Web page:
Cricket Australia considers stricter drugs policy
June 15, 2007
Cricket Australia is considering an out-of-competition drug code for all first-class players, and the new system could be in place before the 2007-08 season begins. That would bring CA in line with other leading Australian sporting bodies including the Australian Football League (AFL) and the National Rugby League (NRL).
The proposal would mean CA could have cricketers tested on non-match days, while the current World Anti-Doping Agency-testing of players on match days would remain. Paul Marsh, the CEO of the Australian Cricketers' Association, said players would be asked for their input on the idea.
"Cricket is not immune from illicit drugs and we believe there is a duty of responsibility to explore avenues of developing a uniform code," Marsh told the Herald Sun. "But it's about dialogue with our members and that's why we've enlisted an outside company to put together a formal survey that will be comprehensive. It's up to our members to let us know what concerns they have and we'll then formulate a plan going forward."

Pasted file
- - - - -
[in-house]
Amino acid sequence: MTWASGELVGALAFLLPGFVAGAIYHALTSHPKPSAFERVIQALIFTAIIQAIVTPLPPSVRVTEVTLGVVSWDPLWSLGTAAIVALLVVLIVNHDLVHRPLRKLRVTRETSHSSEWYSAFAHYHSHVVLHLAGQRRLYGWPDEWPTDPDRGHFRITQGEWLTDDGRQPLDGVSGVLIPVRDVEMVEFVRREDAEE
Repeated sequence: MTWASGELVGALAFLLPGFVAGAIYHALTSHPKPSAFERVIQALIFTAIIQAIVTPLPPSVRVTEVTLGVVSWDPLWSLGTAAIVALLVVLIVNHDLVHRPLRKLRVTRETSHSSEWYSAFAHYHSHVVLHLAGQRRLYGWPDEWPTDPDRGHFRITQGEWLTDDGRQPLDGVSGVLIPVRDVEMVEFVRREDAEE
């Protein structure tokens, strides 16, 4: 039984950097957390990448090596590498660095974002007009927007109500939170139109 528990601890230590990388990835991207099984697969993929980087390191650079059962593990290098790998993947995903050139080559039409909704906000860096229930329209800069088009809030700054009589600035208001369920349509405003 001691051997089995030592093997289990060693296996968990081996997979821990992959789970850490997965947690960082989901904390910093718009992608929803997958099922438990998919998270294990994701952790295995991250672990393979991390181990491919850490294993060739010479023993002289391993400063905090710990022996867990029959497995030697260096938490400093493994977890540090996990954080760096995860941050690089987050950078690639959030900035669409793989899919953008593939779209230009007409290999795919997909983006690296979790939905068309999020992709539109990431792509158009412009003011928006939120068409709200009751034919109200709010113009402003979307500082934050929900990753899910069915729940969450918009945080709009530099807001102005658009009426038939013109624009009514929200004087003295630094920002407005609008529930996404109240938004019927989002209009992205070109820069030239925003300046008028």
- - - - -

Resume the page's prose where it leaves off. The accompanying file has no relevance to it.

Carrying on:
It is unclear whether CA, which was scheduled to discuss the issue at a board meeting today, would favour a zero-tolerance policy or consider copying the approach used by the AFL, where a player is not identified until their third offence. "We are conscious cricket is Australia's favourite sport and our players are viewed as role models, so it's our responsibility we look at creating an appropriate culture," a CA spokesman said.